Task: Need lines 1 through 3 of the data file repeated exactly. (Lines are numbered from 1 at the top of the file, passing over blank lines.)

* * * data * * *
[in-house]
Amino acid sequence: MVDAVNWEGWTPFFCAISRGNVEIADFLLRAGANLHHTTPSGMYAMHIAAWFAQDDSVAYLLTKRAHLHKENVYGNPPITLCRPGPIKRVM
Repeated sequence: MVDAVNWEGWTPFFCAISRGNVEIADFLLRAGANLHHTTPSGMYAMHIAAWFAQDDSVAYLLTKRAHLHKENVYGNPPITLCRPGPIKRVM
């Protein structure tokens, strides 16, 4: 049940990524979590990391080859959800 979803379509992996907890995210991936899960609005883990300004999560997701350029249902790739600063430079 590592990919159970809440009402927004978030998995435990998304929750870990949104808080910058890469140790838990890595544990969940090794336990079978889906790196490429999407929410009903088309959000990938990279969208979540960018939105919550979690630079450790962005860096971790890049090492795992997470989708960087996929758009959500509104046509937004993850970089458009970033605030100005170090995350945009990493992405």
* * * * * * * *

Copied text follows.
[in-house]
Amino acid sequence: MVDAVNWEGWTPFFCAISRGNVEIADFLLRAGANLHHTTPSGMYAMHIAAWFAQDDSVAYLLTKRAHLHKENVYGNPPITLCRPGPIKRVM
Repeated sequence: MVDAVNWEGWTPFFCAISRGNVEIADFLLRAGANLHHTTPSGMYAMHIAAWFAQDDSVAYLLTKRAHLHKENVYGNPPITLCRPGPIKRVM